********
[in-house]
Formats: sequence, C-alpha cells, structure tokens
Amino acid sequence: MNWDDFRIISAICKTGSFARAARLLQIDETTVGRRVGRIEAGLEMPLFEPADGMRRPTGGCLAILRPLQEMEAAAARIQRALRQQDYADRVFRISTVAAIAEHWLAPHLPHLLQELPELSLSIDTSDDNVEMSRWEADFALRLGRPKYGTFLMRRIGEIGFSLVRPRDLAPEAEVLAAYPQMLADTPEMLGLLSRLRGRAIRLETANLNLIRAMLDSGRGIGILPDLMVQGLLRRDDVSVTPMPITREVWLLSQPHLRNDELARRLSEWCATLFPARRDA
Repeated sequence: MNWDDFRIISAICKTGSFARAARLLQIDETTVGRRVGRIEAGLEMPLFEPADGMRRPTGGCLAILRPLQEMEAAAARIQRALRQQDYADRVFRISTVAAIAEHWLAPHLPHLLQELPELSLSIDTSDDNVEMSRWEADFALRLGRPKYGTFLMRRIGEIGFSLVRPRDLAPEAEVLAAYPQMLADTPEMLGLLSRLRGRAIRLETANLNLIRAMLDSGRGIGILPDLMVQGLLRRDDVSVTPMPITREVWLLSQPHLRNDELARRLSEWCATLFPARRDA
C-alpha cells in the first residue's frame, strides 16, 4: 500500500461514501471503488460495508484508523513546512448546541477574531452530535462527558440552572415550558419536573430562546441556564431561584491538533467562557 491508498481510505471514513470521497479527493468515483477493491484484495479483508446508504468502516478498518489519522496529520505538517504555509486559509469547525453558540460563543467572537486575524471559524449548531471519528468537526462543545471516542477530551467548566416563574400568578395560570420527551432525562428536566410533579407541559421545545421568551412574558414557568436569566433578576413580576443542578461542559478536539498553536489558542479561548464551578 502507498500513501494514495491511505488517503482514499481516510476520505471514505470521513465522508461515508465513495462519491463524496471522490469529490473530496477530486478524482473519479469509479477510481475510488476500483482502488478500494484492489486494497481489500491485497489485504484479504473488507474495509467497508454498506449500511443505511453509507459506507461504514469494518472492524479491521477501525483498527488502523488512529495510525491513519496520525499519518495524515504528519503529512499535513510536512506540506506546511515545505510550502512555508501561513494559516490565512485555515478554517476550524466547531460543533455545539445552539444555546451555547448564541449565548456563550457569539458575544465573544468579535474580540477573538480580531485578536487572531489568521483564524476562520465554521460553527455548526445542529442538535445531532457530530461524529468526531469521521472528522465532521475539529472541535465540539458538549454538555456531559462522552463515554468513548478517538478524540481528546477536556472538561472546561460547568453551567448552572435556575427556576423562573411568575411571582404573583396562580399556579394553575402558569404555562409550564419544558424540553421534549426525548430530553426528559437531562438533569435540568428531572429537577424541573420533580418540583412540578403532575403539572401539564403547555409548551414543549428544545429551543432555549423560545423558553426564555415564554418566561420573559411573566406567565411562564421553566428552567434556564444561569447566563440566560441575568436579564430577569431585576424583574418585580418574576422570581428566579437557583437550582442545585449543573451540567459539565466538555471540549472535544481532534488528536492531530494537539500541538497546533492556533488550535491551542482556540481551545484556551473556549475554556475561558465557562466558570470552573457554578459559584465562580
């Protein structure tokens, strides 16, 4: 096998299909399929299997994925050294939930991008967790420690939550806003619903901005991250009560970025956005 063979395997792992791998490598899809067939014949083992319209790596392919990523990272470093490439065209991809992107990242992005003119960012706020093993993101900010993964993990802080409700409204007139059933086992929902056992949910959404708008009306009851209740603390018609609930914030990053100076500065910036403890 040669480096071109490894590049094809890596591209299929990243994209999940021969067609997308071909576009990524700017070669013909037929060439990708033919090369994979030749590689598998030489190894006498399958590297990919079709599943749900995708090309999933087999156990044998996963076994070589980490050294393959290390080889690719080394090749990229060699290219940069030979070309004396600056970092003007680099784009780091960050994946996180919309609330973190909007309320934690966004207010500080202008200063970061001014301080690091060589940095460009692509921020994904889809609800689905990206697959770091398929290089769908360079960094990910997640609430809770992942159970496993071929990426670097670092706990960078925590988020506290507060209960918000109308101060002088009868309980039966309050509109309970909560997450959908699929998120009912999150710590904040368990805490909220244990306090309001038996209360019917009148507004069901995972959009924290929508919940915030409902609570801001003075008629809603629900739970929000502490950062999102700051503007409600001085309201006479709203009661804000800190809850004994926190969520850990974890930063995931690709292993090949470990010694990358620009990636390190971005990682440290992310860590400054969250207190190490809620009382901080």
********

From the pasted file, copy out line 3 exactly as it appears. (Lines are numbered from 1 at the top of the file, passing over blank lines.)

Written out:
Amino acid sequence: MNWDDFRIISAICKTGSFARAARLLQIDETTVGRRVGRIEAGLEMPLFEPADGMRRPTGGCLAILRPLQEMEAAAARIQRALRQQDYADRVFRISTVAAIAEHWLAPHLPHLLQELPELSLSIDTSDDNVEMSRWEADFALRLGRPKYGTFLMRRIGEIGFSLVRPRDLAPEAEVLAAYPQMLADTPEMLGLLSRLRGRAIRLETANLNLIRAMLDSGRGIGILPDLMVQGLLRRDDVSVTPMPITREVWLLSQPHLRNDELARRLSEWCATLFPARRDA